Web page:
Europeanization, Constitutional Review and Consensus Politics in the Low Countries

in: Hans Vollaard, Jan Beyers and Patrick Dumont (eds.), European Integration in the Low Countries. Routledge 2014, p. 92-113

Posted: 6 Mar 2014 Last revised: 28 Aug 2014

See all articles by Patricia Popelier

Patricia Popelier

University of Antwerp

Wim J. M. Voermans

Leiden University - Leiden Law School

Date Written: March 3, 2014

Abstract

According to Lijphart (Patterns of Democracy 1999) judicial review is a defining feature of a consensus democracy as opposed to a majoritan democracy. Judicial review characterizes non-majoritarian federal states, where courts resolve conflicts of power between the federal and regional level, but is not exclusive to federations. Although judicial review reinforces the non-majoritarian features of consensus democracies, the question remains why parliaments in unitary states would confer to a court the power to strike down adopted legislation. Exogenous factors, like Europeanization, may provide a plausible answer for that. Recent discussions in the Netherlands to partially lift the ban on constitutional review are interesting in this respect. This contribution concentrates on how European integration has impacted the role of judicial review in three comparable consensus democracies, notably Belgium. Luxembourg and the Netherlands. The overall conclusion of our analysis is that judicial review of parliamentary acts is not a distinctive feature of consensus democracies. European integration, however, has stimulated the judicial review of domestic legislation, which has taken place independently of domestic consociational considerations. In some cases this has eroded the inviolability of domestic laws, for instance, in the Netherlands where the constitution formally opposes constitutional review. Where constitutional review exists, such as in Belgium, the EU may, on the one hand, constrain the exclusive position of the Constitutional Court to deal with constitutional adjudication suspected to threaten delicate consociational balances. On the other hand, Europeanization helps the Court to depoliticize the outcomes of the litigation, although depoliticization is not guaranteed as some examples in Belgium have demonstrated.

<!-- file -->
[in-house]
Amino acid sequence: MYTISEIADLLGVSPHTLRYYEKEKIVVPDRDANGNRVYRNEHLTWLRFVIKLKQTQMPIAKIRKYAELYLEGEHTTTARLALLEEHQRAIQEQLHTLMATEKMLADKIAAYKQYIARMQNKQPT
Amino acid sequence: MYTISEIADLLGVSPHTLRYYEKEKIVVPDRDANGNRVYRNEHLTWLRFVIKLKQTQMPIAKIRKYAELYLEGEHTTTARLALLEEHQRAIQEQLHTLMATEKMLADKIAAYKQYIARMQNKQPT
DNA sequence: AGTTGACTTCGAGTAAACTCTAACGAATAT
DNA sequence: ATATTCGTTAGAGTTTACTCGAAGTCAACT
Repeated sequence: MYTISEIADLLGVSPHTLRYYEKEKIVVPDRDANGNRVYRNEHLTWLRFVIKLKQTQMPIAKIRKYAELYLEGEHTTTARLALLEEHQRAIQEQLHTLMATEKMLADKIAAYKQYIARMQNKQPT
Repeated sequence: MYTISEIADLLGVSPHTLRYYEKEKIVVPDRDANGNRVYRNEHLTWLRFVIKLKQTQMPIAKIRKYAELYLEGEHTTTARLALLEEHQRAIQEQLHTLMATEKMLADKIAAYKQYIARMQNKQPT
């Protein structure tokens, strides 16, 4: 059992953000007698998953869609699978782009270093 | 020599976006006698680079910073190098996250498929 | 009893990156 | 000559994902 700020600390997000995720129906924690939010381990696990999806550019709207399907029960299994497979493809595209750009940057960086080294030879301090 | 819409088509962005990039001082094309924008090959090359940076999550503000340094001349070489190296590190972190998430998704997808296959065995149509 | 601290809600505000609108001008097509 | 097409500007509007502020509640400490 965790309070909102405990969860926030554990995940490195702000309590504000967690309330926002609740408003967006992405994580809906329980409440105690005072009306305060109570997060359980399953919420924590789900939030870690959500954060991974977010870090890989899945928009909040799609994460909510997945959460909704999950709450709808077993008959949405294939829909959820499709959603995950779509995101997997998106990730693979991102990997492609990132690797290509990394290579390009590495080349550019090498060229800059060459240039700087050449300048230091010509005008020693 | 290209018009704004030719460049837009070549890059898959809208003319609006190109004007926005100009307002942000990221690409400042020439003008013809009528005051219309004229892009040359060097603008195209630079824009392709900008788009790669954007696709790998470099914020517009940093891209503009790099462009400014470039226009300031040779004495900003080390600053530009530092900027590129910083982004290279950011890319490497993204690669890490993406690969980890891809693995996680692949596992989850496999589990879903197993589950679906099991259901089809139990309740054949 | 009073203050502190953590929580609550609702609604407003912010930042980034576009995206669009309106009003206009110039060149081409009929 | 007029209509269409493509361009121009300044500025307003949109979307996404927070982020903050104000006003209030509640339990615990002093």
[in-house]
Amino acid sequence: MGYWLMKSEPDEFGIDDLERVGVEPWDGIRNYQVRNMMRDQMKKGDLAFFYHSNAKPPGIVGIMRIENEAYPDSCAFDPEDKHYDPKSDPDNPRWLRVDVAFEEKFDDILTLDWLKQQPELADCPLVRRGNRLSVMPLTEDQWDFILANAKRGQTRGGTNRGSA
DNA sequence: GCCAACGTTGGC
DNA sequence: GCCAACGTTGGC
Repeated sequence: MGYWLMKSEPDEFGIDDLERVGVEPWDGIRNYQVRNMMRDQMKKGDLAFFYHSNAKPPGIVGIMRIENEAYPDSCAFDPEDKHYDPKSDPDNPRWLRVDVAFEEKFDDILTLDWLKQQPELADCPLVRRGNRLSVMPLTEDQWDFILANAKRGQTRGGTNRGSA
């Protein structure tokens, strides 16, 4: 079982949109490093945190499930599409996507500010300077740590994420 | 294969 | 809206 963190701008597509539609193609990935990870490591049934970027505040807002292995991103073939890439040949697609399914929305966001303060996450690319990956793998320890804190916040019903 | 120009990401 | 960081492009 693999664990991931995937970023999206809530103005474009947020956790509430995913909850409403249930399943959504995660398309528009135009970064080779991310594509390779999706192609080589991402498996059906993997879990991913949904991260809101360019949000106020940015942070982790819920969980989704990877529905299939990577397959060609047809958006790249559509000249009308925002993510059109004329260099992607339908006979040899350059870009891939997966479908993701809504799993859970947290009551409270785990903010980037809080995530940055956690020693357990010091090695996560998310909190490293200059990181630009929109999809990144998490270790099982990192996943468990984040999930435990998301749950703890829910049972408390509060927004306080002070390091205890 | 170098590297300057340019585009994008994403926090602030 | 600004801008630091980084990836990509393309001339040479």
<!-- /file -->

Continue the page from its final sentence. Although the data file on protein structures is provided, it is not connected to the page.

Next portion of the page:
Keywords: constitutional review, judicial review, consensus democracy, consociationalist democracy, EU, Europeanization, European integration, consensus politics, federal system, unitary system, jurisdiction, litigation

JEL Classification: K1, K10, D72

Suggested Citation

Popelier, Patricia and Voermans, Wim, Europeanization, Constitutional Review and Consensus Politics in the Low Countries (March 3, 2014). in: Hans Vollaard, Jan Beyers and Patrick Dumont (eds.), European Integration in the Low Countries. Routledge 2014, p. 92-113, Available at SSRN: https://ssrn.com/abstract=2403823 or http://dx.doi.org/10.2139/ssrn.2403823

Patricia Popelier

University of Antwerp ( email )

Prinsstraat 13
Antwerp, Antwerp 2000
Belgium

Wim Voermans (Contact Author)

Leiden University - Leiden Law School ( email )

P.O. Box 9520
2300 RA Leiden, NL-2300RA
Netherlands

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